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Monday, 12 March 2012

Perfection Part Ten-Docility

Reading Garrigou-Lagrange again and again, I am struck with the idea of docility. Now, some of us are made more or less docile. As a person with a strong will and strong character, docility is something I have had to learn. My saintly mother, who is 84, is docile by nature, most sweet-tempered, and a joy to be around. Not all of us are created the same. The idea of modern psychologically which states in popular terms that we can be all we want to be is simply not true in one sense and very true in another. Garrigou-Lagrange insists that docility may be learned or acquired by all, and should be the goal of the saint. In fact, one cannot grow in holiness without docility.

Now, docility is not “wimpiness” or a lack of character. One must have character and person-hood in order to seek spiritual docility. To live in fear, fear of anything or anyone, is no docility. In fact, really craven fear hinders one from coming to trust in Providence, another great theme of Garrigou-Lagrange. Unless one trusts in Providence, one cannot grow in docility of spirit.

Perhaps two of the most individual and strong saints, mentioned last week on this blog, SS. Teresa of Avila and Therese, the Little Flower, demonstrated in their autobiographies, that they had powerful, personal characters. They knew who they were, they knew their talents and limitations, they were capable of facing their own lack of perfection and cooperating with grace to attain such perfection.

In my little mini-series on perfection, in which I have tried to make Garrigou-Lagrange more accessible to modern readers, I have found that the simple message of perfection rests in the desire and seeking of docility. Now, for any woman in the modern world who is a feminist, my statement sounds like heresy. In the age of the emerging woman, which is a false idea by the way, as one only has to look at the great saints here mentioned, plus SS. Etheldreda, Gertrude, Brigid, Bridget, Matilda, Hilda, Eanswyth, Catherine of Siena, and so on to see powerful women acting in public spheres in the Church for centuries, women are supposed to be what I call “Bolsheviks”, that is, contradictory and totally independent. Of course, this is a physical, psychological and spiritual impossibility, created to destroy vocations as well as society. The Bolshevik mentality lends itself to splendid and, indeed, painful isolation. Some men fall into this mode of being, to the loss of their soul's growth and even salvation, as it is in dying to self that one gains heaven.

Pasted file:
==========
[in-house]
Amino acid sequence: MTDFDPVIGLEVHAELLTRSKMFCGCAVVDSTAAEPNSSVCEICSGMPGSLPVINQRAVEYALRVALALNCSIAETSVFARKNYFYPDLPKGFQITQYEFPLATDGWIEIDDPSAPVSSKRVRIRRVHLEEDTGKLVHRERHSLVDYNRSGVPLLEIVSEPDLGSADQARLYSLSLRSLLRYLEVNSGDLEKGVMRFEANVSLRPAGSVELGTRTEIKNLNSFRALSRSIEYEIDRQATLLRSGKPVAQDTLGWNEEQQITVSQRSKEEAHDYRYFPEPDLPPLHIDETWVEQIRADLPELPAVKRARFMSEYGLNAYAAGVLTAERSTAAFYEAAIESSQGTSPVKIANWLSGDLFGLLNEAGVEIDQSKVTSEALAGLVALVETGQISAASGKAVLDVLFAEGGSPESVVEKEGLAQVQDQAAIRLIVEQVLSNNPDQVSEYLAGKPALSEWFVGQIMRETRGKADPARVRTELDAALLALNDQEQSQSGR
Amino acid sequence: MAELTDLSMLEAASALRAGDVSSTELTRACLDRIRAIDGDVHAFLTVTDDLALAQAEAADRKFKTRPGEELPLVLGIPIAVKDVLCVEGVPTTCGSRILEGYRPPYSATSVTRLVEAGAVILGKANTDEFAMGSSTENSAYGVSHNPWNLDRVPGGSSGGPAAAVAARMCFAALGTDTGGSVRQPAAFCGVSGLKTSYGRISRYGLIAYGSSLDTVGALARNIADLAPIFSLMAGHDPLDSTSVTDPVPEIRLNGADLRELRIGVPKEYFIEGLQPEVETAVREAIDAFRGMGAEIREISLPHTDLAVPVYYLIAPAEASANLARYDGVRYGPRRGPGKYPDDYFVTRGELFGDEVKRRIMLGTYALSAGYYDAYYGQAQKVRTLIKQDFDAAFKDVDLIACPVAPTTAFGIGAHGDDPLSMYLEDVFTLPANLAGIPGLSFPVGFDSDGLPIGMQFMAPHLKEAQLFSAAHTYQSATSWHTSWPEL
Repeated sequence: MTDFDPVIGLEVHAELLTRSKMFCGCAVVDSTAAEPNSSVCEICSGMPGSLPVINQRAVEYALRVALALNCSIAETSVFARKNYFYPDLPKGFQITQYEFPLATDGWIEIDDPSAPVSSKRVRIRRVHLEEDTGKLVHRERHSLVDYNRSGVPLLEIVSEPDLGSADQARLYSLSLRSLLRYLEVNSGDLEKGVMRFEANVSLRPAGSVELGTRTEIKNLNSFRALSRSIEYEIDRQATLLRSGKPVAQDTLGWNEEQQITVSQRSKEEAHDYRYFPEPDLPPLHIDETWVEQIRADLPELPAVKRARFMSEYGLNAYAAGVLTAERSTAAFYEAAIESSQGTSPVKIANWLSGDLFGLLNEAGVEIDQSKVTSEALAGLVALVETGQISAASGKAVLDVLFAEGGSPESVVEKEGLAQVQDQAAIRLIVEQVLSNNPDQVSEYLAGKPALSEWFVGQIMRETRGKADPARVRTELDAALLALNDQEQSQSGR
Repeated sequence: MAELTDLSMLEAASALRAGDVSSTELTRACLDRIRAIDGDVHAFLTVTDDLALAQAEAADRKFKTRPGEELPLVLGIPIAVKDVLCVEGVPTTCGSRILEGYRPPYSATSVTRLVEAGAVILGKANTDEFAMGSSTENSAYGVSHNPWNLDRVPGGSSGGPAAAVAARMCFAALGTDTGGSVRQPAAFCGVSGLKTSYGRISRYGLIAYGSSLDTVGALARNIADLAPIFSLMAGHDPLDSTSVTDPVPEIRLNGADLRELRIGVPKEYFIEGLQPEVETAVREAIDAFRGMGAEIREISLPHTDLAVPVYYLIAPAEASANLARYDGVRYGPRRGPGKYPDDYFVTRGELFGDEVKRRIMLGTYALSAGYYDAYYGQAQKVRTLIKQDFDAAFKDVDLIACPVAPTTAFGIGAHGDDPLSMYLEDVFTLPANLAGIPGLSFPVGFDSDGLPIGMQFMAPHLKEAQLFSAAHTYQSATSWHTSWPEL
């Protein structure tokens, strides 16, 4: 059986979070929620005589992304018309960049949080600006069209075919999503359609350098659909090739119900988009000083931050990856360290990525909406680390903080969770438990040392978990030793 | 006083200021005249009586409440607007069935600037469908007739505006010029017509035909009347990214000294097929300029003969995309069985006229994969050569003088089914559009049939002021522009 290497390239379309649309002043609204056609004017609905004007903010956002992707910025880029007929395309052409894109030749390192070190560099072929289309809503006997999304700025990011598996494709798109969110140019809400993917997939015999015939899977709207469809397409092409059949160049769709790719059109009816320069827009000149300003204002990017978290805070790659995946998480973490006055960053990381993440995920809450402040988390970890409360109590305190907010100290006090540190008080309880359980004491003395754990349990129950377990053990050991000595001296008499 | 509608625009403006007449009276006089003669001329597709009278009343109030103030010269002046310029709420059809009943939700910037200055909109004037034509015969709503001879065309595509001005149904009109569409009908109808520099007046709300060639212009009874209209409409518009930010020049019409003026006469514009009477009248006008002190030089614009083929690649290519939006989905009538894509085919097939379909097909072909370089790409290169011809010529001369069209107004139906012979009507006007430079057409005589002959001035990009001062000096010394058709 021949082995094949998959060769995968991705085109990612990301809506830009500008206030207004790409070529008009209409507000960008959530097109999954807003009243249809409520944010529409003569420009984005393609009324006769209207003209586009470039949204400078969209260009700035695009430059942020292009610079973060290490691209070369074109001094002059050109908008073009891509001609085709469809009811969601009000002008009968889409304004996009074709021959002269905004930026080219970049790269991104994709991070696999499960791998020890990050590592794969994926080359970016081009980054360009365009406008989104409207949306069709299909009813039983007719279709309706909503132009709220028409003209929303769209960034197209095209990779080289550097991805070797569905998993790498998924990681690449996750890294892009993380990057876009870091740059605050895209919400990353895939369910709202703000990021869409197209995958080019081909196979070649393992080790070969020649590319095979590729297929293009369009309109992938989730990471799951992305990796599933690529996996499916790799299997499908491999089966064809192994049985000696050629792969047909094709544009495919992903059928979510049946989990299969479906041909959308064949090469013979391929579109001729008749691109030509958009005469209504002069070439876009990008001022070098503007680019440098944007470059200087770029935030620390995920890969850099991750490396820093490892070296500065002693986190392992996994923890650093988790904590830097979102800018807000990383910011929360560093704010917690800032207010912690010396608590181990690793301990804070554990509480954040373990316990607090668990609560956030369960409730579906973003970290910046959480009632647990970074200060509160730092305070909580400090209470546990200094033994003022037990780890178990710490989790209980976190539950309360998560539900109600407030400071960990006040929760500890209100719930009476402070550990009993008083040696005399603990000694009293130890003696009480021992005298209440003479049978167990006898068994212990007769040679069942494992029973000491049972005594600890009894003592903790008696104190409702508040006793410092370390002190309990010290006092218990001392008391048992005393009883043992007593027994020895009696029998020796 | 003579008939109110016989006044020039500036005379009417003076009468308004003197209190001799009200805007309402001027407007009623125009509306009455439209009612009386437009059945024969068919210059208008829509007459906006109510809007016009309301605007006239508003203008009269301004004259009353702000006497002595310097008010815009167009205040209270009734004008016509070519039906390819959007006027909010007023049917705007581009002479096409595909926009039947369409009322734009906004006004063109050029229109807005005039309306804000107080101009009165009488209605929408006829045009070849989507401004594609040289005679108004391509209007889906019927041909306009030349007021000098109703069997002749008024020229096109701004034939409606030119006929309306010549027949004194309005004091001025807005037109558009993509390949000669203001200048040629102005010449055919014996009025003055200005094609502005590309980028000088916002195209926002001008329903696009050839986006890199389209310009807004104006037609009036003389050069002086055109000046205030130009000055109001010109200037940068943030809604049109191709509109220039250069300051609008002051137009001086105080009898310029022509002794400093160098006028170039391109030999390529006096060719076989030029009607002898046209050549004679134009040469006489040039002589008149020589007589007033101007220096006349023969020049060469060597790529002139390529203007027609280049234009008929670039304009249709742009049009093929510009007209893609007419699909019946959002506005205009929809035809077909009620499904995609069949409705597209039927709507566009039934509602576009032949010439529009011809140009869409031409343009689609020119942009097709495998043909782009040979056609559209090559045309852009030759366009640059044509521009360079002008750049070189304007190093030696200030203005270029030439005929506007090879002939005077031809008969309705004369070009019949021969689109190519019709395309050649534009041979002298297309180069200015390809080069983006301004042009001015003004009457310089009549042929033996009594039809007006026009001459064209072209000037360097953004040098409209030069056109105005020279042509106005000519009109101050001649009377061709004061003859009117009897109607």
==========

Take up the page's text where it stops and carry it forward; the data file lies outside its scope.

Docility requires greater courage than action. One must control one's desires, tongue, plans, in fact, give up control one's own life and trying to control the lives of others. This is also a goal of the Benedictine Rule, which I love so much. To be obedient to one's superior is to give up control. To give up control, is to become docile.

Obedience, dying to self, docility. The great spiritual masters, such as Garrigou-Lagrange and St. Benedict tell us that this is the only way to happiness and holiness.

As Garrigou-Lagrange notes, the ultimate docility is the giving of our soul completely to God. This action is connected to detachment and to listening in contemplation. By the way, without some silence in one's life, one cannot attain either docility or detachment. Silence is the absolute sine qua non of the spiritual life.